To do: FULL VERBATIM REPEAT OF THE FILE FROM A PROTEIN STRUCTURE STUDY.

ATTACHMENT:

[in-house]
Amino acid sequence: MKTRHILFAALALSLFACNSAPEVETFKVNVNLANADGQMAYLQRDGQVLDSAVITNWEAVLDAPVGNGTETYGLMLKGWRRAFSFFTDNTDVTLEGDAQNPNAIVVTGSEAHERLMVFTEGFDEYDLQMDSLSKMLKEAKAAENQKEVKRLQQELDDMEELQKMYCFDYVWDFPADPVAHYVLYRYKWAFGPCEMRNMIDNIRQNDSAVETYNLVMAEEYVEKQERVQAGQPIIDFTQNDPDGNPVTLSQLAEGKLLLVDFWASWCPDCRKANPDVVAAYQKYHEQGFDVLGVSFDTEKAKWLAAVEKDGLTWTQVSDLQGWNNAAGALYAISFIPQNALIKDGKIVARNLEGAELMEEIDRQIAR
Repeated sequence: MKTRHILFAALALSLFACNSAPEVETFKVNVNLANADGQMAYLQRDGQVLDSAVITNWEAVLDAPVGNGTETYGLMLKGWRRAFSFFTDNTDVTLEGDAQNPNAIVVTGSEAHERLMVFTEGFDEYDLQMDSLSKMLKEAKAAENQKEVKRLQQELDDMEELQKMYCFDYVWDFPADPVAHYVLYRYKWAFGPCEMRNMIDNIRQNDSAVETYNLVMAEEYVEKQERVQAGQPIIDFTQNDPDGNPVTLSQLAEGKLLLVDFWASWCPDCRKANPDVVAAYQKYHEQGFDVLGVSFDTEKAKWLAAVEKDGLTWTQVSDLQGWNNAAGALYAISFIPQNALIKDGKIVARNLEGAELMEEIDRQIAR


[in-house]
Amino acid sequence: MKTRHILFAALALSLFACNSAPEVETFKVNVNLANADGQMAYLQRDGQVLDSAVITNWEAVLDAPVGNGTETYGLMLKGWRRAFSFFTDNTDVTLEGDAQNPNAIVVTGSEAHERLMVFTEGFDEYDLQMDSLSKMLKEAKAAENQKEVKRLQQELDDMEELQKMYCFDYVWDFPADPVAHYVLYRYKWAFGPCEMRNMIDNIRQNDSAVETYNLVMAEEYVEKQERVQAGQPIIDFTQNDPDGNPVTLSQLAEGKLLLVDFWASWCPDCRKANPDVVAAYQKYHEQGFDVLGVSFDTEKAKWLAAVEKDGLTWTQVSDLQGWNNAAGALYAISFIPQNALIKDGKIVARNLEGAELMEEIDRQIAR
Repeated sequence: MKTRHILFAALALSLFACNSAPEVETFKVNVNLANADGQMAYLQRDGQVLDSAVITNWEAVLDAPVGNGTETYGLMLKGWRRAFSFFTDNTDVTLEGDAQNPNAIVVTGSEAHERLMVFTEGFDEYDLQMDSLSKMLKEAKAAENQKEVKRLQQELDDMEELQKMYCFDYVWDFPADPVAHYVLYRYKWAFGPCEMRNMIDNIRQNDSAVETYNLVMAEEYVEKQERVQAGQPIIDFTQNDPDGNPVTLSQLAEGKLLLVDFWASWCPDCRKANPDVVAAYQKYHEQGFDVLGVSFDTEKAKWLAAVEKDGLTWTQVSDLQGWNNAAGALYAISFIPQNALIKDGKIVARNLEGAELMEEIDRQIAR